The Best Stories of Fyodor Dostoevsky

Well, the unthinkable has happened. I have read a book of Dostoevsky’s writing, and I have absolutely nothing to whine about. Dostoevsky positively shines in short form. Each of the seven short stories in the collection I read featured both a plot and a perfectly acceptable amount of rambling so acceptable, in fact, that I can’t even really call it rambling.

The collection starts out with “White Nights,” which the author calls “a sentimental love story.” It was nice of Dostoevsky to warn me about what I was getting into, but I didn’t find it sentimental at all. Given that it’s a Russian tale, there was a nicely subtle bitterness to it that kept me from wanting to puke. Basically, a girl likes two dudes. The expected drama ensues, she picks one, and the other is all, “Well, at least I had her for a moment,” except it’s Dostoevsky, so he says, “Good Lord, only a moment of bliss? Isn’t such a moment sufficient for the whole of a man’s life?” As far as happy endings go, that’s one of the more sorrowful I’ve ever read.

“The Honest Thief” and “The Peasant Marey” are character sketches. In both stories, the plot is straightforward and static and the characters are complex and thoughtful. This sort of writing makes me squirm it’s so easy to identify with the scummy motives or intense feelings the characters are experiencing.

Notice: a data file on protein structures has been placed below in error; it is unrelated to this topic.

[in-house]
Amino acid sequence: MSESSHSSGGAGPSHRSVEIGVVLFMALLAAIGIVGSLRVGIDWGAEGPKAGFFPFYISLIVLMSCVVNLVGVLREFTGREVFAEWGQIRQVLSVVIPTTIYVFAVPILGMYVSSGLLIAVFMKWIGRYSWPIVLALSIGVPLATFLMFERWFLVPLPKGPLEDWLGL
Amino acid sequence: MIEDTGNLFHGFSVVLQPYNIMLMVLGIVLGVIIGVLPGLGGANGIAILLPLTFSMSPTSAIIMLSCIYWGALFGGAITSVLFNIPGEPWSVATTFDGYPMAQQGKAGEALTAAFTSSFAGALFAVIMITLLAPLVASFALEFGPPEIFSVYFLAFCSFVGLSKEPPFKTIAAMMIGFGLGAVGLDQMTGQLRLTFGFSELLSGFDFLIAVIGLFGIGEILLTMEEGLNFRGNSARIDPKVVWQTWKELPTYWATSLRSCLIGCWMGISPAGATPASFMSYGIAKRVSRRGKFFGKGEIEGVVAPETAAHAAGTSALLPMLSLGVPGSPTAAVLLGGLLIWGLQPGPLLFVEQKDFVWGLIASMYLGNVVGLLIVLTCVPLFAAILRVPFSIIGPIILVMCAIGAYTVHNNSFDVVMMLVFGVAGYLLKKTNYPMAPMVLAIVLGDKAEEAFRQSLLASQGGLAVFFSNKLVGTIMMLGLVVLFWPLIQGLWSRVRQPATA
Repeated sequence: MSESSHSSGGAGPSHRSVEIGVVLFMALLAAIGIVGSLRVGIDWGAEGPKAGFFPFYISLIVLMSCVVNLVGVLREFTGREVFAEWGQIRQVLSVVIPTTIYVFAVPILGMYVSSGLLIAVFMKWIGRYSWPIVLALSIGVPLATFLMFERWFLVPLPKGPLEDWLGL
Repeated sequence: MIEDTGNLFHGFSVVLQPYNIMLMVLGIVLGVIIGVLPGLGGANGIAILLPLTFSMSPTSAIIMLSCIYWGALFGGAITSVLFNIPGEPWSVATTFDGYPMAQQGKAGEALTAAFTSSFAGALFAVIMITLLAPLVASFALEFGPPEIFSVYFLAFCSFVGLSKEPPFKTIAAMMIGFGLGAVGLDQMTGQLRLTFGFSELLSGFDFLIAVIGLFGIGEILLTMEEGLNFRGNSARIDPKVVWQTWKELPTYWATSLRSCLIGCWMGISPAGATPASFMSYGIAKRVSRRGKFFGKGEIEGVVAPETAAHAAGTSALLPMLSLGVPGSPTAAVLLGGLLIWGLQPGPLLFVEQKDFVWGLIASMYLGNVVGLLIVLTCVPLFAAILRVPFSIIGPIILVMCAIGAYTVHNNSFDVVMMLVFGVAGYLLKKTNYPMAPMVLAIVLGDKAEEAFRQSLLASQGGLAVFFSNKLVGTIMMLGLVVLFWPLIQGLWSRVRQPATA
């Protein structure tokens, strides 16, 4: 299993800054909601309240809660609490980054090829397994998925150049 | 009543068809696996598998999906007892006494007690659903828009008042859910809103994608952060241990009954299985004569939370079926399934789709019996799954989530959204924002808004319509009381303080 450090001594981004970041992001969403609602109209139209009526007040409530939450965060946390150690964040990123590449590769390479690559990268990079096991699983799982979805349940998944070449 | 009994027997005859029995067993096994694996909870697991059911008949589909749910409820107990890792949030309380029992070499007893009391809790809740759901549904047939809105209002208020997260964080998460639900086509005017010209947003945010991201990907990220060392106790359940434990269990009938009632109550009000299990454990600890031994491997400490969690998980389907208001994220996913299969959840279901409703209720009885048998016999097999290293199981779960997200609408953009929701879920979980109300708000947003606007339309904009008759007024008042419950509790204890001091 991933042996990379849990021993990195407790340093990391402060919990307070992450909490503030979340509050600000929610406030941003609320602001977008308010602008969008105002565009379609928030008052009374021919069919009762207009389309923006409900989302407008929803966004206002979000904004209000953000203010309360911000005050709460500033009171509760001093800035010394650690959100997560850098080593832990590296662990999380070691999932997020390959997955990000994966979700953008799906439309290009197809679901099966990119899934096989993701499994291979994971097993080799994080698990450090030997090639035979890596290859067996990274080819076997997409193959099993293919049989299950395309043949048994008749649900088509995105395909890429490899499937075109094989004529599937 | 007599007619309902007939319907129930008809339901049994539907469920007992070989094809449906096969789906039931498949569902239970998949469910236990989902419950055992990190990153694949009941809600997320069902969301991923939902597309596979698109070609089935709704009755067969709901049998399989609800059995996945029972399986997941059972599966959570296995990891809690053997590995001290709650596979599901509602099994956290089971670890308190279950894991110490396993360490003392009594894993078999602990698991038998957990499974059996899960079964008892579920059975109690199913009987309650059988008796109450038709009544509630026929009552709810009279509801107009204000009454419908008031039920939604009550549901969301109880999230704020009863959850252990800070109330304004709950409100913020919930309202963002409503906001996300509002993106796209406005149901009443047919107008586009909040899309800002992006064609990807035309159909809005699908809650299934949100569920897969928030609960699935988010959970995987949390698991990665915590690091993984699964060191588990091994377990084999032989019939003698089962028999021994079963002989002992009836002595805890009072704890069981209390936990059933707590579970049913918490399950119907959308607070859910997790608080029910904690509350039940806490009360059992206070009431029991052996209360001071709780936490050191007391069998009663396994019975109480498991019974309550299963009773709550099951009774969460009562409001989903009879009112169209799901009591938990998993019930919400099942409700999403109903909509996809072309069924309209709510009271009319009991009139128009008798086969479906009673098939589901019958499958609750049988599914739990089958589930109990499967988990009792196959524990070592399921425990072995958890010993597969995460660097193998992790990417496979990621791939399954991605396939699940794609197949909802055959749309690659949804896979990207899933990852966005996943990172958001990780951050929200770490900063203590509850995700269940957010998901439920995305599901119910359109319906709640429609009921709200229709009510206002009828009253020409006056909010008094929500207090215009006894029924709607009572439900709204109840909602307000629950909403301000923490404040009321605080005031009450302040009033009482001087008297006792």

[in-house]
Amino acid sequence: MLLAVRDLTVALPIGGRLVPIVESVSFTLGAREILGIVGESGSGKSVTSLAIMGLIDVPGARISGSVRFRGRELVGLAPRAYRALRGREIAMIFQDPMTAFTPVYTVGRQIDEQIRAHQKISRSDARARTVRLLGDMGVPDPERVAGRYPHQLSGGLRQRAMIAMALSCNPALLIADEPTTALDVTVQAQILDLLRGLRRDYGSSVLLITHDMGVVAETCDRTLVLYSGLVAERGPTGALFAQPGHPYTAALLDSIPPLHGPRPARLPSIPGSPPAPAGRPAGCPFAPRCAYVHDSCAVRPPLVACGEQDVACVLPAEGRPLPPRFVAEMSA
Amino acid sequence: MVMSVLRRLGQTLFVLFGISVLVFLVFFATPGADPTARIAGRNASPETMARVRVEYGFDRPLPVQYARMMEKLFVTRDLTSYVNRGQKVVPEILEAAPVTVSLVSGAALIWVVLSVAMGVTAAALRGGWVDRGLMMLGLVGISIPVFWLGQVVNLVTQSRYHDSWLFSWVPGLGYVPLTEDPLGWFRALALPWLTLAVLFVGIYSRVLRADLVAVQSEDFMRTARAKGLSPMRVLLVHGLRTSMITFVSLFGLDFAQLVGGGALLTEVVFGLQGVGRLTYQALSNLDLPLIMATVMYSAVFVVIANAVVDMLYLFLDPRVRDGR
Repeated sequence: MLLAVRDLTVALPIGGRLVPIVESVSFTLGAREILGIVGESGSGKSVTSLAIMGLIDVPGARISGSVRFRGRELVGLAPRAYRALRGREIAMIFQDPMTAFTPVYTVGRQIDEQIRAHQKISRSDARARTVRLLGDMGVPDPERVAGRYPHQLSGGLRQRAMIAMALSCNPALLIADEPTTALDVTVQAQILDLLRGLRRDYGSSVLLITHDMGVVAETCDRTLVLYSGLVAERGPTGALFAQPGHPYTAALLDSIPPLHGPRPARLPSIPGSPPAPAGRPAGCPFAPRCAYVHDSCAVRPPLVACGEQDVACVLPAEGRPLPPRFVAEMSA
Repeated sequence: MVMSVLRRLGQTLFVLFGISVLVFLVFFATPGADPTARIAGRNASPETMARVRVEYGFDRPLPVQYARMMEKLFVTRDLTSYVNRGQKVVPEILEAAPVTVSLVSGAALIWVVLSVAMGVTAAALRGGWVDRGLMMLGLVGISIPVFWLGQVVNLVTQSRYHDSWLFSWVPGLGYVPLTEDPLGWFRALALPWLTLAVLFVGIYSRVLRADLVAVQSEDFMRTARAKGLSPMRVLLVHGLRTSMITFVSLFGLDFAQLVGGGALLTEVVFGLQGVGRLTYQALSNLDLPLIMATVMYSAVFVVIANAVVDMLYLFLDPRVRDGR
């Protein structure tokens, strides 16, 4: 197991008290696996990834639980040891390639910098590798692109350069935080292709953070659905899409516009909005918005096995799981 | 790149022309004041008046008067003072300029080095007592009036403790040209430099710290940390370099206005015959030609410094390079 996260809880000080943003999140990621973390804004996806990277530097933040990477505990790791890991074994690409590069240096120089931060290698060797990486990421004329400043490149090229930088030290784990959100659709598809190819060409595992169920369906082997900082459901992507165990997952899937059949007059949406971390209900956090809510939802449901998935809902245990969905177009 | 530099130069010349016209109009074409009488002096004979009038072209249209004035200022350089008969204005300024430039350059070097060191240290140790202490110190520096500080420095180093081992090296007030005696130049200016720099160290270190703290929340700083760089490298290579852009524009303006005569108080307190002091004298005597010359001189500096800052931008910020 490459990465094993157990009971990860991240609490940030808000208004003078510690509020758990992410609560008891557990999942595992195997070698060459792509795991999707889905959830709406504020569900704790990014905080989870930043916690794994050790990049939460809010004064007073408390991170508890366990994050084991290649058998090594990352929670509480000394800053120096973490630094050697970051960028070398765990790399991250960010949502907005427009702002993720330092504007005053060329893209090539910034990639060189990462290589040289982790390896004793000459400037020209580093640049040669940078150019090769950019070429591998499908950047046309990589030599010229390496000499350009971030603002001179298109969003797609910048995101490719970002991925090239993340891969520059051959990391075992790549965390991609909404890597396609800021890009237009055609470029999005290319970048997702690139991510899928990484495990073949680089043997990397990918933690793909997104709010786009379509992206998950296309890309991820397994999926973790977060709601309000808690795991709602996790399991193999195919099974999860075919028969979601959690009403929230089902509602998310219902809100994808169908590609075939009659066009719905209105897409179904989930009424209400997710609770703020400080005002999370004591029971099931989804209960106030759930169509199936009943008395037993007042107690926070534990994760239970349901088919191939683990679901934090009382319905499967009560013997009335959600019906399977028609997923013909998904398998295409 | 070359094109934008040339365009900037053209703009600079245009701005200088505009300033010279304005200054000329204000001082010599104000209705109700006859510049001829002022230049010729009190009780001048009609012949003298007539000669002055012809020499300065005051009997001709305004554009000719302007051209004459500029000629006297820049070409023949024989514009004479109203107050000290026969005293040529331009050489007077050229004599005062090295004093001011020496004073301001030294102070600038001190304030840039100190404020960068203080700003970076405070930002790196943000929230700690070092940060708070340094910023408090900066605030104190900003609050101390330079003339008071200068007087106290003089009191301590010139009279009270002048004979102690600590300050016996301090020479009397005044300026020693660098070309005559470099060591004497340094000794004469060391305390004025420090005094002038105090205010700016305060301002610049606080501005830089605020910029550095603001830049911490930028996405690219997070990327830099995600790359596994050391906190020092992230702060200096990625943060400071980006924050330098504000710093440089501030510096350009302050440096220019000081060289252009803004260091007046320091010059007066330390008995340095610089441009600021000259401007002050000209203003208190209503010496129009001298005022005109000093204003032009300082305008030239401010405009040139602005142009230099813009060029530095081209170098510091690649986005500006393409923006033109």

“The Christmas Tree and a Wedding” is a pleasantly creepy story of pedophilia and greed. Over the course of nine pages, a sticky-fingered old man hits on a little girl born to a rich family, charms her mother, and marries the child, who is just old enough to realize that she’s going to live the rest of her life in despair.

“Notes From the Underground” was the first story that I was apprehensive about. Given that it’s the longest in this collection, I was expecting Dostoevsky to relapse into tangents, but instead he takes you through the ins and outs of his main character’s brain as he analyzes himself and philosophizes about the world. And as an added bonus, things actually happen. The story hops back and forth from introspection to action frequently enough to keep even my attention span engaged.

“A Gentle Creature” and “The Dream of a Ridiculous Man” I read during the delirium of illness, so while I got the general idea of the stories, I didn’t pick up on any of the subtleties. I’m going to go ahead and assume they were as awesome as the others.

So kudos to Dostoevsky. In short form, the philosophy and psychology of his writing is clear and sharp. I’m not recanting what I’ve said about him before, but I have a new appreciation for his writing after having read these stories.


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